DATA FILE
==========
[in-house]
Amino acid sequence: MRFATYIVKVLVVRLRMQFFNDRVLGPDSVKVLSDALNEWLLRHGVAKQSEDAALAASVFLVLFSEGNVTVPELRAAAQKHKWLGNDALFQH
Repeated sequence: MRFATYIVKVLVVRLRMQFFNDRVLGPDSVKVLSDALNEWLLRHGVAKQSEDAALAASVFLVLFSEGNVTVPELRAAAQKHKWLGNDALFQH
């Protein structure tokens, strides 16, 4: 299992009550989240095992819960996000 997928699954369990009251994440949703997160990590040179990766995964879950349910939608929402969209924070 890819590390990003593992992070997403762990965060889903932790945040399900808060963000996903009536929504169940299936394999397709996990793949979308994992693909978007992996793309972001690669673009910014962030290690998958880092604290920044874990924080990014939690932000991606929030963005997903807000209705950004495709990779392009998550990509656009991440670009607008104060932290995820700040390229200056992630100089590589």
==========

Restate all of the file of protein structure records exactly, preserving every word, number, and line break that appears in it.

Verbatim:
[in-house]
Amino acid sequence: MRFATYIVKVLVVRLRMQFFNDRVLGPDSVKVLSDALNEWLLRHGVAKQSEDAALAASVFLVLFSEGNVTVPELRAAAQKHKWLGNDALFQH
Repeated sequence: MRFATYIVKVLVVRLRMQFFNDRVLGPDSVKVLSDALNEWLLRHGVAKQSEDAALAASVFLVLFSEGNVTVPELRAAAQKHKWLGNDALFQH
């Protein structure tokens, strides 16, 4: 299992009550989240095992819960996000 997928699954369990009251994440949703997160990590040179990766995964879950349910939608929402969209924070 890819590390990003593992992070997403762990965060889903932790945040399900808060963000996903009536929504169940299936394999397709996990793949979308994992693909978007992996793309972001690669673009910014962030290690998958880092604290920044874990924080990014939690932000991606929030963005997903807000209705950004495709990779392009998550990509656009991440670009607008104060932290995820700040390229200056992630100089590589």